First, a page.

Recently, we shipped a 40-foot container filled with prenatal vitamins, antibiotics, and analgesics in cooperation with our longtime partner, MAP International.

“These much needed medicines will be distributed to [hospitals and clinics serving] orphans, vulnerable children, persons with disabilities, the elderly and expectant mothers in seven health facilities in Freetown, Sierra Leone,” stated MAP International.

MAP International continued:

“Our partner Bread and Water for Africa, through the United Methodist Church will help us distribute these lifesaving [medicine as soon as the shipment arrives].

 

“For the two billion people who don’t have access to even basic medicines, ensuring our planned shipments of essential, life-changing medicines and health supplies is of utmost importance.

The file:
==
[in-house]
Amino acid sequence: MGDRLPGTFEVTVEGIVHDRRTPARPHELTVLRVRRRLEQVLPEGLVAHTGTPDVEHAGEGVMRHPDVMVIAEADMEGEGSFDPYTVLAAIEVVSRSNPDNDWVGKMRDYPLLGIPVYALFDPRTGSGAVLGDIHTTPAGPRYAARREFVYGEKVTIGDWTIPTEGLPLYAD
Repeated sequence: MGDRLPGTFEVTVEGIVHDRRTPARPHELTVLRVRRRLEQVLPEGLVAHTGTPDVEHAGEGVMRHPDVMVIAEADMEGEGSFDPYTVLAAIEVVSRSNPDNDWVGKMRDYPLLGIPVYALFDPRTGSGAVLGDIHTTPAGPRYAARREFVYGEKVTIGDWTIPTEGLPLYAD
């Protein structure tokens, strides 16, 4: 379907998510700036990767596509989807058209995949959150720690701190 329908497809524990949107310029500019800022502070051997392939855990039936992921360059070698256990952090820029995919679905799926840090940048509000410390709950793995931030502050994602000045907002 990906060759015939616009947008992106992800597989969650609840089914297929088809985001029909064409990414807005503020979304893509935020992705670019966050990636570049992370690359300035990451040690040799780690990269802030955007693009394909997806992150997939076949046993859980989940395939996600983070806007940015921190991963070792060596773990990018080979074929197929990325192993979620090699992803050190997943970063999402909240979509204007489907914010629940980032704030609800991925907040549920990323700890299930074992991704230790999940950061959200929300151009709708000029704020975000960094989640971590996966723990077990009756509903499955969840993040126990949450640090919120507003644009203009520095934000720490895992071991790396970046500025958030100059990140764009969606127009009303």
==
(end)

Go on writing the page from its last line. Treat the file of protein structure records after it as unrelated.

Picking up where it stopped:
“Please continue to include all the most vulnerable people in your prayers as you keep your families and loved ones safe and secure. We will all weather this as best we can.”

 

We will all get through this together.

Bread and Water for Africa® thanks our supporters during this world-wide crisis

Bread and Water for Africa® thanks our supporters during this world-wide crisis

Over the past few weeks, all of us here at Bread and Water for Africa® have been amazed by the amount of support we have received from people like you. Your generosity not only inspires us, but gives hope to so many African families, especially children, in the midst of our current world-wide crisis.

By supporting us, you’re helping us to find solutions to the problems facing communities throughout Africa. These solutions include building water wells so that families have clean water to drink and are able wash their hands. It also means providing our partners with medicine and medical supplies.

Regarding medicine and medical supplies, last week, we shipped a 40-foot container filled with prenatal vitamins, antibiotics, and analgesics in cooperation with our longtime partner, MAP International.